When I launched our company in 2017, one of the things I decided not to do was impose long-term IT contracts on our clients. This is because I didn’t like the extra-long, restrictive, even punitive contracts I was seeing in our industry. I wanted one thing to keep clients sticking around: trust. I didn’t want anyone to stay with us because it was what they felt they had to do. We required 60 days’ notice for anyone wanting to switch IT services.
This approach has worked well for both our company and our clients. But something has changed within our biggest technology suppliers (mainly Microsoft, and OVH): the best prices are now attached to 1-year contracts. To pass on the best pricing to our clients, and keep our own operations organized and in line with our suppliers, I knew we had to consider moving to 1-year contracts as well.
Here’s what we changed about our IT contracts:
We offered a choice to existing clients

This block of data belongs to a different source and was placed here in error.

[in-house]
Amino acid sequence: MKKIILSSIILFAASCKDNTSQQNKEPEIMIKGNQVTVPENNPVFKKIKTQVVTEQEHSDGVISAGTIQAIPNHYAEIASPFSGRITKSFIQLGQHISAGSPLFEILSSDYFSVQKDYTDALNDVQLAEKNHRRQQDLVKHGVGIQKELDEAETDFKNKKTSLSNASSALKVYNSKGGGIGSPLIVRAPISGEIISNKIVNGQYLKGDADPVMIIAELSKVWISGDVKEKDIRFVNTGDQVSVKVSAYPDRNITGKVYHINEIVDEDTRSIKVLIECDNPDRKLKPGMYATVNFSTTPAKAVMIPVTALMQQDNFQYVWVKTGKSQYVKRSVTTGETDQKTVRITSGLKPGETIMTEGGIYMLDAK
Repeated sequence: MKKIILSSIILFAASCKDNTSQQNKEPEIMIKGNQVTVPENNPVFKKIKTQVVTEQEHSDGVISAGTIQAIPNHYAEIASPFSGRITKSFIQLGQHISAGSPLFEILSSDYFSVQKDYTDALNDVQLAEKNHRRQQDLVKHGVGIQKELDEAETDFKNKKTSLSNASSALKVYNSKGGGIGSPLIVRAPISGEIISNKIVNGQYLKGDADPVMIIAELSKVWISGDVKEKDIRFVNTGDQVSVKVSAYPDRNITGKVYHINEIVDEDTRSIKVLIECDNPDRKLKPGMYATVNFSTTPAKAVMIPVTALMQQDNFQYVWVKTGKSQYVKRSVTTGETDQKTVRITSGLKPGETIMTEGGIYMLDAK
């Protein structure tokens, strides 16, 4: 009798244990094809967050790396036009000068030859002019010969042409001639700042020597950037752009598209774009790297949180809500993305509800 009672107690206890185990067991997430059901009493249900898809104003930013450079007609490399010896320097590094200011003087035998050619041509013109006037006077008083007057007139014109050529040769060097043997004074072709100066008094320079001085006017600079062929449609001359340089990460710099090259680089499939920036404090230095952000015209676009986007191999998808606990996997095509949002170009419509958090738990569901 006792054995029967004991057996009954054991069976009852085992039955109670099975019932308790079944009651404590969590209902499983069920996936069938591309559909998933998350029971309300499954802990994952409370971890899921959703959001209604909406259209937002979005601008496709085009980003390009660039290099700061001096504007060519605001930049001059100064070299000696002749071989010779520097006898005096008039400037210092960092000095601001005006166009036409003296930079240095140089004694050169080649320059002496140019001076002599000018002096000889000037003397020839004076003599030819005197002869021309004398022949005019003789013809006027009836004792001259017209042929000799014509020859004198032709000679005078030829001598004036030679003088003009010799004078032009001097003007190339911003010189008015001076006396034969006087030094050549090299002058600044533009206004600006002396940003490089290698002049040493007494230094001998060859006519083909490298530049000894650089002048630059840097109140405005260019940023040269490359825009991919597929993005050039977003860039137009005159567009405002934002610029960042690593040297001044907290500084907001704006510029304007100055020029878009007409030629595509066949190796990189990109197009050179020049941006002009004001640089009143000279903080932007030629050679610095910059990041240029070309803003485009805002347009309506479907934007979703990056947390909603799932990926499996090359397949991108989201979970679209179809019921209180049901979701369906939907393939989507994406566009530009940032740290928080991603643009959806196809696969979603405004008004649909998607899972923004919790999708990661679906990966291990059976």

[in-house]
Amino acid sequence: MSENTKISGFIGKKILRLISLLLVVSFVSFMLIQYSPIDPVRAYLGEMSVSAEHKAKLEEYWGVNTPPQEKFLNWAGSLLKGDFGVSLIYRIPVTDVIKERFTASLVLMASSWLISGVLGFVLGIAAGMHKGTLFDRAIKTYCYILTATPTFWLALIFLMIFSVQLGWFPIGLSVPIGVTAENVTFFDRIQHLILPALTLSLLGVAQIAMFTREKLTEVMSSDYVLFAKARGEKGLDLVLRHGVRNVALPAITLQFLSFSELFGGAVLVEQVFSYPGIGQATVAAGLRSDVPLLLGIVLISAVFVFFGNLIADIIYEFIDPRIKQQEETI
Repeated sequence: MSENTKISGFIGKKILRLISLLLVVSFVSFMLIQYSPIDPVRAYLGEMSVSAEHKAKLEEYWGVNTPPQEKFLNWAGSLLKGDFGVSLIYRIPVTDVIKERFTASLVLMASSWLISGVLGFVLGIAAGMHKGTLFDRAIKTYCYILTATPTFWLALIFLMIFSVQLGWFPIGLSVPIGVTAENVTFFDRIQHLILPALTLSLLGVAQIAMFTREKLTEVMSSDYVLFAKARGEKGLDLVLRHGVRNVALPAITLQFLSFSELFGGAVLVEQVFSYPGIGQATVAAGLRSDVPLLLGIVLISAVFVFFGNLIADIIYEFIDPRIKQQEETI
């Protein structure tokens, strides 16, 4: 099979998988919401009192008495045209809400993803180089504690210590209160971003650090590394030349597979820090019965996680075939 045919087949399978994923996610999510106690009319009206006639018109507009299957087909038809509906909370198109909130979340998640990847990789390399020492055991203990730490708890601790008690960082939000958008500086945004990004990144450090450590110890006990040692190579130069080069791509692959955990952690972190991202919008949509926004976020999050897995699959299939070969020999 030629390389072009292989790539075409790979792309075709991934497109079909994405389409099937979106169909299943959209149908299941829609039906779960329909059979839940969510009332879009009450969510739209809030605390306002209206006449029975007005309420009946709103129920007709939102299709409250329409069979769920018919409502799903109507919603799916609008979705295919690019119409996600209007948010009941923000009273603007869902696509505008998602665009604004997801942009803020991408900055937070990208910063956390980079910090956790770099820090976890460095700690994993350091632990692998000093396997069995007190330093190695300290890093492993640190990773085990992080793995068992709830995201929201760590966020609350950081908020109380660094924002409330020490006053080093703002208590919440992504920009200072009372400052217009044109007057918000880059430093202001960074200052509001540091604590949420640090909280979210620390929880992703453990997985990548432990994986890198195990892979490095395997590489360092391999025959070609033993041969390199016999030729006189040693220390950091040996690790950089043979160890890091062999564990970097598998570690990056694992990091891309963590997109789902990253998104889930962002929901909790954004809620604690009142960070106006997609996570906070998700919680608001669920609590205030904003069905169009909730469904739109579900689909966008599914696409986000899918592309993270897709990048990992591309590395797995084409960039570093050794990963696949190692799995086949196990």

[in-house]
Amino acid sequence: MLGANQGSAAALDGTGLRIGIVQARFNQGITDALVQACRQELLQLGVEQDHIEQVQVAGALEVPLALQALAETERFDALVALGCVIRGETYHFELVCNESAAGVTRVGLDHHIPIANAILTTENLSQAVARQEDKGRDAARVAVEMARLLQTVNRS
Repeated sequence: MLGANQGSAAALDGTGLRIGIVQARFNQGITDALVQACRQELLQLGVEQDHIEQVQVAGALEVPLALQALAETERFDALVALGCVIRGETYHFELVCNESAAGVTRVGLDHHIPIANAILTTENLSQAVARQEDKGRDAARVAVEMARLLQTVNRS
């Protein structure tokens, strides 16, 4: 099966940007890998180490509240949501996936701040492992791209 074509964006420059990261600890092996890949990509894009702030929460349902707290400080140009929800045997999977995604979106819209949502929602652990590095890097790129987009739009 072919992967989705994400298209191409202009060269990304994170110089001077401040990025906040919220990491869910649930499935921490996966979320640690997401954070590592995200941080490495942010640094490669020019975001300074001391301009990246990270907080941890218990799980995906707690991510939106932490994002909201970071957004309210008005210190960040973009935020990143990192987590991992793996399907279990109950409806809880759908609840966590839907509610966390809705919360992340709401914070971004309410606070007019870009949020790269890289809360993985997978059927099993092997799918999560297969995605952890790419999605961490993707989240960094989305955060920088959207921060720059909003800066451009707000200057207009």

During our annual pricing review, we shared with clients that we would be offering a choice: a price where they could continue as usual on a month-to-month basis, or a price lower than the first option which would come attached to a 1-year contract.
We decided on 1-year renewing contracts for new clients
To keep new clients in line with our standard operating procedures, we are asking new clients to sign 1-year contracts.
Though we can no longer say that we don’t require any time commitment, I am satisfied with the 1-year commitment. A 1-year contract will not force clients to stay with our company for the long-term. We must still provide excellent service, and keep fostering a trusting business relationship on an ongoing basis. This is how we hold ourselves accountable. We believe that if we are not providing value to our clients, they should feel free to switch services. No client will ever be “stuck” with us.